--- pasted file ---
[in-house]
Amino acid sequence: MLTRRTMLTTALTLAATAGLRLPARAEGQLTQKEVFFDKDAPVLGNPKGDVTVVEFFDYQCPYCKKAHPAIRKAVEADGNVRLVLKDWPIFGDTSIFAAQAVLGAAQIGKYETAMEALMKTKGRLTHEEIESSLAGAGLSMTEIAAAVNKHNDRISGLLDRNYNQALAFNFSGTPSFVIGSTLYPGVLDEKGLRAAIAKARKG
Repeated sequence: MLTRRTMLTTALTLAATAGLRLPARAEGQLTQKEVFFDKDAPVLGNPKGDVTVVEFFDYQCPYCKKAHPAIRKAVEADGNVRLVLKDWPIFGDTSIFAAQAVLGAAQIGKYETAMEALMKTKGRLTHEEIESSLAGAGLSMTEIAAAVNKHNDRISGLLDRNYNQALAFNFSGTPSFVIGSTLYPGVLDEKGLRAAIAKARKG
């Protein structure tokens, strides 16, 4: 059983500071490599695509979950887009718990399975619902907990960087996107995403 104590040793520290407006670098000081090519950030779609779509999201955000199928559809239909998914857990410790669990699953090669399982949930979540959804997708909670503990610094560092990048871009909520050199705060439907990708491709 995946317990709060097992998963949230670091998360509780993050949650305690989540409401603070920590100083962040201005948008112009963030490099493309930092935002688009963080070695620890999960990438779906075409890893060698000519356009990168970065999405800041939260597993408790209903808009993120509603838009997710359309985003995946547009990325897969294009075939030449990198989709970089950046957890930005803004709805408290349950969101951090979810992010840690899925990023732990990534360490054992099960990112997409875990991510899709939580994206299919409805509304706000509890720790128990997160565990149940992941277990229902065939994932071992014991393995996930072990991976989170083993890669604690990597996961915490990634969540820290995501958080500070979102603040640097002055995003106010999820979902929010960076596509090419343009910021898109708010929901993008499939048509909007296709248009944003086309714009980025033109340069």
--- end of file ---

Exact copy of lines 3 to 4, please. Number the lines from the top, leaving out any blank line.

Repeated sequence: MLTRRTMLTTALTLAATAGLRLPARAEGQLTQKEVFFDKDAPVLGNPKGDVTVVEFFDYQCPYCKKAHPAIRKAVEADGNVRLVLKDWPIFGDTSIFAAQAVLGAAQIGKYETAMEALMKTKGRLTHEEIESSLAGAGLSMTEIAAAVNKHNDRISGLLDRNYNQALAFNFSGTPSFVIGSTLYPGVLDEKGLRAAIAKARKG
């Protein structure tokens, strides 16, 4: 059983500071490599695509979950887009718990399975619902907990960087996107995403 104590040793520290407006670098000081090519950030779609779509999201955000199928559809239909998914857990410790669990699953090669399982949930979540959804997708909670503990610094560092990048871009909520050199705060439907990708491709 995946317990709060097992998963949230670091998360509780993050949650305690989540409401603070920590100083962040201005948008112009963030490099493309930092935002688009963080070695620890999960990438779906075409890893060698000519356009990168970065999405800041939260597993408790209903808009993120509603838009997710359309985003995946547009990325897969294009075939030449990198989709970089950046957890930005803004709805408290349950969101951090979810992010840690899925990023732990990534360490054992099960990112997409875990991510899709939580994206299919409805509304706000509890720790128990997160565990149940992941277990229902065939994932071992014991393995996930072990991976989170083993890669604690990597996961915490990634969540820290995501958080500070979102603040640097002055995003106010999820979902929010960076596509090419343009910021898109708010929901993008499939048509909007296709248009944003086309714009980025033109340069």